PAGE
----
Alex Highsmith knows he’s close to busting down the door and becoming a force off the edge as a NFL pass rusher. To do that, he’s working on finding one or two go-to moves he can consistently and reliably win with. That’s what he said during a Friday afternoon appearance on 93.7 The Fan.
“Really just finding a couple main go-tos and just really trying to perfect them as much as you can,” he told the show’s Ron Cook and Joe Starkey. “I think just working on my spin move and working on my outside cross chop, or my swipe has been some things that I’ve really focused on this year. And also my ghost move as well.”
That’s what all the good pass rushers are capable of doing. They don’t need seven different pass rush moves to win. Some of the great ones just needed two. James Harrison had a rip move and a speed bull rush. That was all he needed to become the Steelers’ all-time sack leader. Dwight Freeney had a speed/outside move and his inside spin as a deadly counter.
Highsmith entered the league as someone capable of pulling off an array of moves. It’s about honing in on what he does best. He mentioned his spin move, which has been effective, his cross chop, swipe, and ghost (faking a long-arm rush and dipping the edge). But he might be wise to narrow that list down and cut it in half. Even having four “go-tos” is a bit much. Two main moves with the occasional changeup is the smart approach, just like a pitcher who throws a fastball, changeup, and sometimes mixes in a slide and perhaps something else.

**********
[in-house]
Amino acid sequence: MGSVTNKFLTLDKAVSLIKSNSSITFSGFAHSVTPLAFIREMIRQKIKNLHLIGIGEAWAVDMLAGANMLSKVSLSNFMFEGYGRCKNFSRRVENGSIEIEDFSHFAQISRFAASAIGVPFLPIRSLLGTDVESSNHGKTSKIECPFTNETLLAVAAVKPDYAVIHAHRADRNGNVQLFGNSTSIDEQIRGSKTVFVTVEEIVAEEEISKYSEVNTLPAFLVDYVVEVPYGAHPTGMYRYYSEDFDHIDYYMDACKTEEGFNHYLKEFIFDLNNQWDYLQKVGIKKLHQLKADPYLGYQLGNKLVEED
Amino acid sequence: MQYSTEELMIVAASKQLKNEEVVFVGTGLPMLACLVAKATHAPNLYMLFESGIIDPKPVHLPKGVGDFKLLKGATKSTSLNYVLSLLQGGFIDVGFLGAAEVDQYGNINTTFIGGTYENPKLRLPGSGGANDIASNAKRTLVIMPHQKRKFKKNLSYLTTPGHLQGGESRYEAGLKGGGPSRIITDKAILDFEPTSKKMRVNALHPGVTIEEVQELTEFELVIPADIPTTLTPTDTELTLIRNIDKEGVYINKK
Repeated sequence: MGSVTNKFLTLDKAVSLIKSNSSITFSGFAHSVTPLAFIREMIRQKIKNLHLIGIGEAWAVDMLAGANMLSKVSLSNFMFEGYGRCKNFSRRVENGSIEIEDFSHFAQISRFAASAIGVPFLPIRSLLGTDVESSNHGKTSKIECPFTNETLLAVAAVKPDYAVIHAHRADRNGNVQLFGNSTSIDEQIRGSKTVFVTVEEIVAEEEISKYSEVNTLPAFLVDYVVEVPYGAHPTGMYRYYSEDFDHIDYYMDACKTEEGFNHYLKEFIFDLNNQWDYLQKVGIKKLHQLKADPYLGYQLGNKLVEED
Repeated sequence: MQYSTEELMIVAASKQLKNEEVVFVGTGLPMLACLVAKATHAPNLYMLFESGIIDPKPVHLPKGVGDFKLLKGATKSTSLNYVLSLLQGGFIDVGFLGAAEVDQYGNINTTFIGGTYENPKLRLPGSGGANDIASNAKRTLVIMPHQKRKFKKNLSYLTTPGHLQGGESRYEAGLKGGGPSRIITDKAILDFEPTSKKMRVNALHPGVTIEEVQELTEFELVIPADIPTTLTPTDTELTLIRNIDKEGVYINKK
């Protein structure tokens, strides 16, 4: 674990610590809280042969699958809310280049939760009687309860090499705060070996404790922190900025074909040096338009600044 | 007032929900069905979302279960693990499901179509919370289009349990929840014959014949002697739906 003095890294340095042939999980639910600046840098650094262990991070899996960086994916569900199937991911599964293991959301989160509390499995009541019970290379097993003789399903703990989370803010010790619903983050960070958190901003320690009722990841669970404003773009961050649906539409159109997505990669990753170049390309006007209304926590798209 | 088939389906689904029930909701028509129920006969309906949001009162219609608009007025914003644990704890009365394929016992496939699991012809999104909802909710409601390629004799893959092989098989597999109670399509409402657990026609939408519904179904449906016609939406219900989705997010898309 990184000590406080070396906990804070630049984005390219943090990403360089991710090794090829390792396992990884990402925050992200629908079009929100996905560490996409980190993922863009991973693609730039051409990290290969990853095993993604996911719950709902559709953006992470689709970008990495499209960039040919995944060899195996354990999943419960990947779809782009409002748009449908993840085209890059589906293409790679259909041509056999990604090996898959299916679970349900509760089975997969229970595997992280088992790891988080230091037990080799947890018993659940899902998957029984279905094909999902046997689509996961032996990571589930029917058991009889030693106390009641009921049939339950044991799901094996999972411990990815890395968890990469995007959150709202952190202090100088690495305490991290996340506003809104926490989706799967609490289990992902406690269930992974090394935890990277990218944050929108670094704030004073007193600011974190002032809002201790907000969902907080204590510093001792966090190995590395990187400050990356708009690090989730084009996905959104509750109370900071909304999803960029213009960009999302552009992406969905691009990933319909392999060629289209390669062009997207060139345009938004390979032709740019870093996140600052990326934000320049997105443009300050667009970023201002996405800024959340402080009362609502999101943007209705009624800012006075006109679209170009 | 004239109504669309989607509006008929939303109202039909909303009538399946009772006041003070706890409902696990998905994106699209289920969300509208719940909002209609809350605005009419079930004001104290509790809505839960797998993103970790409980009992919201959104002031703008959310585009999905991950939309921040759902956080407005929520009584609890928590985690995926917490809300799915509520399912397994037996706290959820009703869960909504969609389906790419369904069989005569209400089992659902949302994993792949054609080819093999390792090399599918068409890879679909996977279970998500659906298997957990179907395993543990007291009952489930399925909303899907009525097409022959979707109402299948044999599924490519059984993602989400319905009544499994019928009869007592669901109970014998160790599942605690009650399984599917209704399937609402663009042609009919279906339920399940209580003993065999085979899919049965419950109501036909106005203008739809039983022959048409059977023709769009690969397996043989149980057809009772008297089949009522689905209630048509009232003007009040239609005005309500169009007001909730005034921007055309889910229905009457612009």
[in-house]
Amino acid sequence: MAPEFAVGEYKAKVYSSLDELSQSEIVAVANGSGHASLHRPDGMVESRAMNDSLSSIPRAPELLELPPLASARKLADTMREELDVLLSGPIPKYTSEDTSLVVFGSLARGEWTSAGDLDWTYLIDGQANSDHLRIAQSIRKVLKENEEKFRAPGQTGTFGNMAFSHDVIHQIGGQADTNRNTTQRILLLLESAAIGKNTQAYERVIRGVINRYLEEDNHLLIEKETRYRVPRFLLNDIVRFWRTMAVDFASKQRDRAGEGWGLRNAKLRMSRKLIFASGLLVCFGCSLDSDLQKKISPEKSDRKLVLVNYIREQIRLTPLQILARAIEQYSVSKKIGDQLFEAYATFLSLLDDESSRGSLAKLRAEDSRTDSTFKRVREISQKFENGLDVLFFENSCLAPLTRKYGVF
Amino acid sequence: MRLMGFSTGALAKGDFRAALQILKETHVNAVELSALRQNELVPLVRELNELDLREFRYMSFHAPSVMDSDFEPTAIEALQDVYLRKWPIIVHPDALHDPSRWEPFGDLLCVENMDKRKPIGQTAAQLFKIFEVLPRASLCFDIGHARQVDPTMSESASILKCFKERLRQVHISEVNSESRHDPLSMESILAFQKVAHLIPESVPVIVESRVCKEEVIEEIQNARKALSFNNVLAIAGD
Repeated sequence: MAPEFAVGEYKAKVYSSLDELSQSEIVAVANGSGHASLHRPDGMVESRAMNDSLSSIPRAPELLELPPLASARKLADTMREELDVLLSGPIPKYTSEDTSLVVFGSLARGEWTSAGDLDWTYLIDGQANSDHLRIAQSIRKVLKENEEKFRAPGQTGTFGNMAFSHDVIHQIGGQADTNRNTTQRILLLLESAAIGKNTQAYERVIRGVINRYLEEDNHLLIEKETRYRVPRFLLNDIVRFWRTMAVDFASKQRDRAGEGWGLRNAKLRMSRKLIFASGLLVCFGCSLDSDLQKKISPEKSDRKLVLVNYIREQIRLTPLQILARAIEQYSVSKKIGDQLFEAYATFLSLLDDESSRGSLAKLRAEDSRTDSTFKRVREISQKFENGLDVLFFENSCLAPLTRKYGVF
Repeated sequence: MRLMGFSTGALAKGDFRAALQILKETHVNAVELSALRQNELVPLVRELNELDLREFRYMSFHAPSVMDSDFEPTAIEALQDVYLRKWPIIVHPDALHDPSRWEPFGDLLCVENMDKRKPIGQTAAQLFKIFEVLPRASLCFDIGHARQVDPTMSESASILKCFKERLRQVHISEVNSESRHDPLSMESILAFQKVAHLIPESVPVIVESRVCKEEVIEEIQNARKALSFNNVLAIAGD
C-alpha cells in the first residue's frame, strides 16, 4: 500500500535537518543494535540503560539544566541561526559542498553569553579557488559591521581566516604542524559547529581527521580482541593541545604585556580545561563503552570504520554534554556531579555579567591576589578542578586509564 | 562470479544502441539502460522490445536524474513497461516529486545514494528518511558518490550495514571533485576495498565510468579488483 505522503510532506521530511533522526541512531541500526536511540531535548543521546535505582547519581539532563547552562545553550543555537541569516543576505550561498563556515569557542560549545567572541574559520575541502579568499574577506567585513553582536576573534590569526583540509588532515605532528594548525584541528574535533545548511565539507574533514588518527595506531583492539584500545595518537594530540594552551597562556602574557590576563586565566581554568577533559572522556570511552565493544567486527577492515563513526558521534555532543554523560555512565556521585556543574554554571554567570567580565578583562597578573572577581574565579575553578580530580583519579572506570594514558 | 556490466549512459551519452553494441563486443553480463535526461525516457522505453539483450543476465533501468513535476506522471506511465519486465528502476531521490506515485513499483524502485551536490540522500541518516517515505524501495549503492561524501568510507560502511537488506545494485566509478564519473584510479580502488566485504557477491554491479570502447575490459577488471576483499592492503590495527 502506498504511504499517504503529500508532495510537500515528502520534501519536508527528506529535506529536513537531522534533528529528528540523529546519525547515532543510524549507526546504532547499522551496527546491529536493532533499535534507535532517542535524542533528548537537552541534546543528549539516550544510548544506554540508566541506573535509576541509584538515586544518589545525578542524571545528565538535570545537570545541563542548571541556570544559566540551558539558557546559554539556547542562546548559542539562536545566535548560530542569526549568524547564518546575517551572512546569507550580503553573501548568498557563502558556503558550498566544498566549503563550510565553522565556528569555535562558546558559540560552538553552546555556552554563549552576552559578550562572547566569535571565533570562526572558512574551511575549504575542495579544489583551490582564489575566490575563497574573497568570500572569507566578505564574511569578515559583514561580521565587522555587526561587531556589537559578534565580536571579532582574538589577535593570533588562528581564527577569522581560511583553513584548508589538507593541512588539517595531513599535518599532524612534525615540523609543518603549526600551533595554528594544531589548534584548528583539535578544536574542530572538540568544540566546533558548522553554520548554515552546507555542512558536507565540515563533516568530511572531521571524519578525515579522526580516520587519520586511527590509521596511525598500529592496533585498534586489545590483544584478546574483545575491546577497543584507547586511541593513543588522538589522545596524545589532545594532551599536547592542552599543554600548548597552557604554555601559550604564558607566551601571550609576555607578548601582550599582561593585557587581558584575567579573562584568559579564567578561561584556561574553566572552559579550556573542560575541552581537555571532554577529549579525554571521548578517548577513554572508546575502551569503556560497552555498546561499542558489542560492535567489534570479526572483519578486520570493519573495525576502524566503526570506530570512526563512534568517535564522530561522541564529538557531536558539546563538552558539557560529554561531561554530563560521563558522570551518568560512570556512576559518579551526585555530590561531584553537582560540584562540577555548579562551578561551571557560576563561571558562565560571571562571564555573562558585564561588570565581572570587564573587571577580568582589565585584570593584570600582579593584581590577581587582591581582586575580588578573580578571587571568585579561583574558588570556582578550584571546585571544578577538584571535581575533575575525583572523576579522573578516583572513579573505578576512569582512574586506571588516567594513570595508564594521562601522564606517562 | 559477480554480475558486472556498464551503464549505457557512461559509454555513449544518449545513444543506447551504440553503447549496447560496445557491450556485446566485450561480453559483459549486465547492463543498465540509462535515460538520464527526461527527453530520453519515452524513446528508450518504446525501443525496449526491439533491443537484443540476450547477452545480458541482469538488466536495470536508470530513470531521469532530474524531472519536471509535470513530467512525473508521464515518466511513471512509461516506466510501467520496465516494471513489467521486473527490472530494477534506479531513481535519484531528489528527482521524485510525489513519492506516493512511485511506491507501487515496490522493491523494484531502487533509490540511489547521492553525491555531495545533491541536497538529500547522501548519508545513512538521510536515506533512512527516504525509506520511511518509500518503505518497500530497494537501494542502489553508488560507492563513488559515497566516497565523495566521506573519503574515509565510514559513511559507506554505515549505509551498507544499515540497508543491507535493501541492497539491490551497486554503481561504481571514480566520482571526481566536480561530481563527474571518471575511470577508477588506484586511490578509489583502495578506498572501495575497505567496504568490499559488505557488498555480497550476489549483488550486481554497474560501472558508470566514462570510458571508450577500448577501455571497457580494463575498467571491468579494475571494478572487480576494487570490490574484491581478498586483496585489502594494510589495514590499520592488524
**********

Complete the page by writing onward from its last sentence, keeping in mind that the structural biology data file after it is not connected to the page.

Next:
“It starts with having a couple of those go-tos that you can have and then counter off it,” Highsmith explained.
While that’s encouraging to hear, it’s not the first time we’ve heard him talk about this. He mentioned it last year, telling Sirius he wanted to “perfect his moves.” Here’ what he told Chris Russo last March.
“But I think the main thing for me is perfecting my favorite moves. My couple of outside moves and a couple of countermoves. And if I could perfect those, those are the ones I’m going to be able to go to.”
To date, it’s still hard to pin down what his best move is.
After one of the best camp performances I’ve ever witnessed, Highsmith got off to a slow start in 2021, partially hampered by an injury. But he ended the season on a high note. Including the team’s playoff loss, he recorded 5 QB hits and four sacks over his final four games with four tackles for loss. His run defense throughout the season was steady enough. But he knows his job is to get after the quarterback. And he should surpass last year’s sack total of six. If he does, he’ll be an excellent complement to TJ Watt, just as Bud Dupree was in 2019 and 2020. Which will put Highsmith in the crosshairs of a contract extension, heading into the final year of his rookie deal in 2023.